It’s one of those sins that afflicts every Christian at some point in their lives. We spoke of it yesterday with regard to the Jews of Paul’s day, but it is quite universal in application. The sin is called presumption, and it is the act whereby we presume upon God’s grace such that we treat sin as a trivial matter; after all, God forgives us our sins, so why worry? Thus, presumption is impudence, audacity, insolence, and outrageous effrontery before the Lord our God who, unlike us, takes sin very seriously.
Paul has just finished speaking of how the Jews had boasted of their superior position before God as God’s own people to whom He had given the law and circumcision. He doubles back now to agree that the Jews were indeed favored in that they were entrusted with the very oracles of God. Surely having the law of God and a covenantal sign (circumcision) of being His people is better than not having any of these things at all! But those in covenantal relation with God did not keep the covenant, and even the Gentiles recognized this (2:24). So the question then comes: “Does their faithlessness nullify the faithfulness of God?” In other words, will God now turn faithless to His side of the covenant since the Jews proved faithless to theirs? And Paul answers in a strong Greek construction: μη γενοιτο! “Far be it!” or “Let it not happen!” or “By no means!” or “God [implied] forbid!” God remains true though we be false, which in turn gives Him every right to judge the world (as if He needed that in the first place).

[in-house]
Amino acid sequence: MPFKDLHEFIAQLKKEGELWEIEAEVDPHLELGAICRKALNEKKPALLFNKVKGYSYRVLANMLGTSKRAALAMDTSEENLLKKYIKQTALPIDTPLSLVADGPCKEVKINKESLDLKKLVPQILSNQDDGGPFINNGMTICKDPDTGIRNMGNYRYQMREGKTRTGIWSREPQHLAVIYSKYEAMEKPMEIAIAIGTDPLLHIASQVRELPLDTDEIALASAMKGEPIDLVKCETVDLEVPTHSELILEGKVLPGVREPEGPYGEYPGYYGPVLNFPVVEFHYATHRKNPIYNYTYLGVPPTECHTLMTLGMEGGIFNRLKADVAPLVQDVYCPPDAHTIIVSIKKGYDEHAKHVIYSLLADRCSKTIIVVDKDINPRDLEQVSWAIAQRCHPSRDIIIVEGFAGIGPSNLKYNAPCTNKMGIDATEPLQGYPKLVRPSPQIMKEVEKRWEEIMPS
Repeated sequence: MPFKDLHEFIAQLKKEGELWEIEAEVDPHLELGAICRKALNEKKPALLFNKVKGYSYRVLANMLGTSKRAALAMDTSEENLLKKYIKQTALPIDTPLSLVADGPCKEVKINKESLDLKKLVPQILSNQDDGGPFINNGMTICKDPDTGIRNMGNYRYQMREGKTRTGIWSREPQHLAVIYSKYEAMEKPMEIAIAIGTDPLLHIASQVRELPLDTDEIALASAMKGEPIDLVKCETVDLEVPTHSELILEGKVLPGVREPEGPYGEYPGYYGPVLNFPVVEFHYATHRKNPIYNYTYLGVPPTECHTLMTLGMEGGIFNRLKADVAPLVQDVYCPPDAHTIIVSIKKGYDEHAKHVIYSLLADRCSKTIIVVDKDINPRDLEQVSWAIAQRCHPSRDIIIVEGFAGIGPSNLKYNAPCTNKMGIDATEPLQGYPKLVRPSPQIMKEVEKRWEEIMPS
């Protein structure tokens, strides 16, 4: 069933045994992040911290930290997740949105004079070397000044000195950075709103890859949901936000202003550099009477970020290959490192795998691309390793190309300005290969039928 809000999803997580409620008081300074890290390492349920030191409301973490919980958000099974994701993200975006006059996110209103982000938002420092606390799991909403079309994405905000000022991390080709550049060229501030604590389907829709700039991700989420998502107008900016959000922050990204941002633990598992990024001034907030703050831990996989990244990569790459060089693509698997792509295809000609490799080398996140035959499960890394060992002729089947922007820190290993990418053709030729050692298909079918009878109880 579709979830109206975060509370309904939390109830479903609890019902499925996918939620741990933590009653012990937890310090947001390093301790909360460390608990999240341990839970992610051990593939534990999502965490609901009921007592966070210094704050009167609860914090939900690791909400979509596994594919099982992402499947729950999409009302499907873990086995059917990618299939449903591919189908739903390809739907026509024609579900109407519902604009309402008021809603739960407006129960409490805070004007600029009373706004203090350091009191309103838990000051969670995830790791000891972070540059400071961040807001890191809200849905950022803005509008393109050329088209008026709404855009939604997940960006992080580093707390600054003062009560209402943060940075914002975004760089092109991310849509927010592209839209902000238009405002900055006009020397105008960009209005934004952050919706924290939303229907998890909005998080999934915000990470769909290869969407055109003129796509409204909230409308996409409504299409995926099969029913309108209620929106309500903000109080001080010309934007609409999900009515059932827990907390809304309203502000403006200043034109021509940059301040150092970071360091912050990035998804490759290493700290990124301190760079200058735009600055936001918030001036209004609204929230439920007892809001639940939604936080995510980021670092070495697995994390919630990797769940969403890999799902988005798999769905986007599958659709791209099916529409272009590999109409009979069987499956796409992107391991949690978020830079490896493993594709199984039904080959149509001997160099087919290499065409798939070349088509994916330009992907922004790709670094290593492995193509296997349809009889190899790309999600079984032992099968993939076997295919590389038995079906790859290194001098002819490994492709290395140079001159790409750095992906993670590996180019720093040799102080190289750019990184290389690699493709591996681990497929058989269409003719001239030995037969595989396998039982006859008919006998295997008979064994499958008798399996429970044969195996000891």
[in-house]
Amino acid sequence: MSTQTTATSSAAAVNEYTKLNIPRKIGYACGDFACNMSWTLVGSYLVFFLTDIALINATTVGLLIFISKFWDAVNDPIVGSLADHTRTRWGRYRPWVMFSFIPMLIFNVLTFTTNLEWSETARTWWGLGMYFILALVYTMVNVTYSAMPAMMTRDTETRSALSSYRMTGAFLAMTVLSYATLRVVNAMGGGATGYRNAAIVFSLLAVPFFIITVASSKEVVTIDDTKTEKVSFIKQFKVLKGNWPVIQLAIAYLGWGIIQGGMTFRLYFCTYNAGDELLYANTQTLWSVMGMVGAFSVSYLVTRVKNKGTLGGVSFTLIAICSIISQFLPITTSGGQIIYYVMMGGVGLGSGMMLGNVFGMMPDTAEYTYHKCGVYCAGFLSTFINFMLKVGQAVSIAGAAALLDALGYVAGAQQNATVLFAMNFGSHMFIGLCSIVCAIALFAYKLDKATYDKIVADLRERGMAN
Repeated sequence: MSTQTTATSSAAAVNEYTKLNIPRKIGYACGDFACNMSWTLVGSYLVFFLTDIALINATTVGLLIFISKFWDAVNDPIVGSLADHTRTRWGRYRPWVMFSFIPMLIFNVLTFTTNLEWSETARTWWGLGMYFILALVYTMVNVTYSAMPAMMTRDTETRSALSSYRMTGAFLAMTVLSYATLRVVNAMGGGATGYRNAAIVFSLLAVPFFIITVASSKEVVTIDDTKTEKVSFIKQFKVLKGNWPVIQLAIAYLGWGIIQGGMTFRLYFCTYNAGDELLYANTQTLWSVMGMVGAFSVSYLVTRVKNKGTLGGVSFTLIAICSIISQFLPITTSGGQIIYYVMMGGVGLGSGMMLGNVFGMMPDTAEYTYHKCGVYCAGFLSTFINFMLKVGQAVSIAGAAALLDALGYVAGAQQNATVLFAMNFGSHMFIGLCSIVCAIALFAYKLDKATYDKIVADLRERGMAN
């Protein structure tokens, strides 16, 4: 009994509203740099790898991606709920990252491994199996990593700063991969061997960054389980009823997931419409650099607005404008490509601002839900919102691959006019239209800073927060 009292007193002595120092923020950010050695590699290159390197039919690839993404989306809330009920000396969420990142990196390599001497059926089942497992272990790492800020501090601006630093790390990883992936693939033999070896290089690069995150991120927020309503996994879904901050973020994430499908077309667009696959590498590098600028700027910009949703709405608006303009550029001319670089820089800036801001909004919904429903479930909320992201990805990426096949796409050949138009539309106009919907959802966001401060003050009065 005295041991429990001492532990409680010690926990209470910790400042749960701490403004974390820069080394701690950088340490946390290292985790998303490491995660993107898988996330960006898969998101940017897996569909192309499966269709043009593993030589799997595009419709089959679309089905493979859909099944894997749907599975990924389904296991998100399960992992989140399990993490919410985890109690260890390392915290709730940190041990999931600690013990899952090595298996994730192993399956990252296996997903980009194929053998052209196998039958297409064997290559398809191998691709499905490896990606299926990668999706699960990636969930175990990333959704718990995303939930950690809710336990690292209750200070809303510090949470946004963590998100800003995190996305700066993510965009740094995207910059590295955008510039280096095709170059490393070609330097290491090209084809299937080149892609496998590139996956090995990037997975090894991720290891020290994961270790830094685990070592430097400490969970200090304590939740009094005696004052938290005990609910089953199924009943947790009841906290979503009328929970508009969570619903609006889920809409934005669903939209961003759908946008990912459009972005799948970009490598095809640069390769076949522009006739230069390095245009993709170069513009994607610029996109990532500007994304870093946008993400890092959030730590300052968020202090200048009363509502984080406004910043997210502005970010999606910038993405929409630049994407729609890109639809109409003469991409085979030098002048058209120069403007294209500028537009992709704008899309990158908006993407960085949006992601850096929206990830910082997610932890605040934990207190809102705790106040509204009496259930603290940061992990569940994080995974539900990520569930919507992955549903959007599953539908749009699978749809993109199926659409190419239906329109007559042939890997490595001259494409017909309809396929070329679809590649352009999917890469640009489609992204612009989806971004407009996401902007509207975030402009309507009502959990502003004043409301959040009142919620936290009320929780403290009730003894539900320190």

Paul then goes on to recite the ridiculous arguments which some proposed then (and I suppose now) to justify their sin which may be paraphrased thus: “But if all this is so, then my faithlessness proves God’s faithfulness, my lie abounds to His glory, my sin magnifies God’s grace!” Paul then quotes those who slandered the gospel proclamation of grace as teaching, “Why not do evil that good may come?” He then closes with his own righteous judgment on such horrible hypocrisy: “Their condemnation is just.”
Paul is speaking of the sin of presumption as the Jews of his day took advantage of God’s gracious election of themselves as His people. But please note, Paul will warn the Gentile Christians of the same sin in chapter eleven. No one is above this particular sin. It is sneaky. No one would ever say: “I’m going to commit this sin and trample on the blood of Christ” (Hebrews 10:26-31). We know when we’re stealing, but presumption comes in by the back door. So be alert. We stand only by grace; wallow in it.